3. Make rules and expectations clear
Whatever your expectations are, make sure they are realistic and crystal clear. "Keep your room clean" isn't a very clear expectation. “All dirty clothes must be in the hamper before bedtime” is much clearer. Keep tasks short and written in a highly visible location--visual reminders are essential. Consider posting a short list on the bedroom door or mirror listing what needs to be done each day. Aim for five tasks at most.
When discussing expectations, make sure that they are things that are in your teen’s control as much as possible. For example, instead of an expectation that they receive a grade of a B or higher in Language Arts, set the expectation that all assignments will be completed and turned in. Or that your student will spend 45 minutes studying for an exam with a tutor. Reflect on which piece is within your teen’s control, and set guidelines for the behavior around that piece. Make sure that your expectations are reasonable, taking into account other requirements, learning disabilities, etc. Not sure what is reasonable? Check in with your teen’s doctor or therapist.
4. Use positive reinforcement (incentives before punishment)
Focus primarily on motivating through rewards, instead of taking away privileges when something isn’t done. Something like: If you complete your math worksheet, you can watch your favorite show. Or if you do your three daily tasks every day Monday through Friday, you can walk to the coffeehouse with your friends on Saturday. More immediate rewards are usually the most motivating, but as kids get older they can start be motivated by rewards with a slightly longer wait time. For example, if you complete your math worksheet every day during the week, you can play video games with your friends over the weekend.
5. Be your kid's cheerleader
Your kid is awesome. Believe this. Teens with ADHD often spend the vast majority of their day in an environment that isn’t ideal for how their brain works. They are constantly reminded by teachers and peers that they aren’t doing what they should be. This is on top of the difficulties of adolescence-- trying to understand who they are and what their place is in the world. It can be easy for kids to start believing that they have little to offer. Help them to see their talents and strengths, even when they aren’t always used in school. And even when they have a setback, know that they can come back from it. It may require a new strategy, but they can do it. So make sure you are your kid’s #1 fan and that they know it!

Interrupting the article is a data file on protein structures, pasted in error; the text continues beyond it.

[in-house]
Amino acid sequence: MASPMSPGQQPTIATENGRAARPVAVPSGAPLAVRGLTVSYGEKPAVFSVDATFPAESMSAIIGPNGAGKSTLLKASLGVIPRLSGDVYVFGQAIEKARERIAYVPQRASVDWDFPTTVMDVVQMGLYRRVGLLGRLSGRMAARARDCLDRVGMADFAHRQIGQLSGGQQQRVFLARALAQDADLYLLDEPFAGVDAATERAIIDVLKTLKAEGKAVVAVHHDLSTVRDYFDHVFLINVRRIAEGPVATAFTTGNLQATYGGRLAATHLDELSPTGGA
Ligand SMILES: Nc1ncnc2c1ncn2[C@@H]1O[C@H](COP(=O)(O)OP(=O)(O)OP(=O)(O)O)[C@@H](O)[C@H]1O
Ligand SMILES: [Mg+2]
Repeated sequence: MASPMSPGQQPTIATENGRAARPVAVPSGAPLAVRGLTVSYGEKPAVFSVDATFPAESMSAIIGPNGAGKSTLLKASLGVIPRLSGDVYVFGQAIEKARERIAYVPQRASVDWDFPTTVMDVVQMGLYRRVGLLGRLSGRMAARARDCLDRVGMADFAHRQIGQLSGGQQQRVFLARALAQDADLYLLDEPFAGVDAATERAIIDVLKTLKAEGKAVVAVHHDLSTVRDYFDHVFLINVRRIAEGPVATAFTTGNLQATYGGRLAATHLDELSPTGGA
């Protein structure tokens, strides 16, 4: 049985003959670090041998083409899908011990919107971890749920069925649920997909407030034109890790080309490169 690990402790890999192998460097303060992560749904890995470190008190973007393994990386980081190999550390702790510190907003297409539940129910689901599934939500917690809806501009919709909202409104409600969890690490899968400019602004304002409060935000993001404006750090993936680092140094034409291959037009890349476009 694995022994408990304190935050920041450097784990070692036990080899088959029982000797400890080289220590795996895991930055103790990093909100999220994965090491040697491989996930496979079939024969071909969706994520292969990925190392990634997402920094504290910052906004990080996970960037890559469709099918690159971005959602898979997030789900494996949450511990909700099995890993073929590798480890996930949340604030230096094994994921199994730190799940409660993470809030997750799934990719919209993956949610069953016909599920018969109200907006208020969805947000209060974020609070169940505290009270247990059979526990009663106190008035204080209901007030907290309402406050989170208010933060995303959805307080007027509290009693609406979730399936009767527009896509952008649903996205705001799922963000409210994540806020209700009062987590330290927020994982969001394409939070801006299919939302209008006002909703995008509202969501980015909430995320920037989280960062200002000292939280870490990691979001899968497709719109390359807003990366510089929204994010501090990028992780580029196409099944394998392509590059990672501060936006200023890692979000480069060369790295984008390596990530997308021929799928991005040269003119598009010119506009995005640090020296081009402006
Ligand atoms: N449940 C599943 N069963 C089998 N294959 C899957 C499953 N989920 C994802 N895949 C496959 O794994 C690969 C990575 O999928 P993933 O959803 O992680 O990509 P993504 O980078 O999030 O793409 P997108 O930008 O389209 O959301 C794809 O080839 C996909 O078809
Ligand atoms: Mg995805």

Have I mentioned you are doing a great job? It is not easy to be in your shoes, but the fact that you are researching new ways to help your kids and your family shows that you don’t throw in the towel. Try some of the approaches I’ve listed here, give yourself a pat on the back, and stay tuned for part two of this blog post for more ways to improve communication with your ADHD teen.
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I'm sure you've heard that meditation can improve your focus. But have you ever really thought about using meditation or breathing exercises as a way to improve your ADHD symptoms? Perhaps it's time that you do.
Meditation is so incredibly impactful, that I can't even being to cover all of the ways that it affects our bodies and brains, especially not in only one post. Instead, let's take a look at the science that makes a compelling connection between breathing and ADHD physiology.
To begin, you should know that there is an area of the brain, called the locus coeruleus, which plays a vital role in both respiratory function and attention. A recent study hypothesized that this brain center is actually responsible for a synchronization between breathing and attentional focus. This study demonstrated that changes in breathing directly affected levels of noradrenaline (norepinephrine) in the brain. Norepinephrine is a neurotransmitter (chemical messenger of the nervous system) which plays a crucial role in ADHD, more specifically, those who have ADHD have been found to be norepinephrine deficient. In fact, norepinephrine has such an impact in ADHD that some medications such as methylphenidate and atomoxetine work by affecting norepinephrine levels. (For more information about the neurotransmitters involved in ADHD, check out this article by Additude.)
In less scientific terms, yes, meditation truly can help with ADHD and just staying focused in general. So, if you need a productivity boost, or find yourself having trouble staying focused, it may be best to start with a few minutes of mindful breathing, or meditation. I often have my patients start with a regular mindfulness meditation.
Don't know how to meditate? Don't worry, there are currently some fantastic apps and resources that make learning how easy. Personally, my favorite app is Headspace, which has several guided meditations specifically for anxiety, focus, kids, etc. Many options are free to try once you create an account, however you do need a subscription to access all files. There are still many other free options that don't require subscription. For example, the UCLA Mindfulness Awareness Research Center (MARC) has some fantastic audio files that are free to listen to! I hope you try out meditation for yourself, because you might be pleasantly surprised.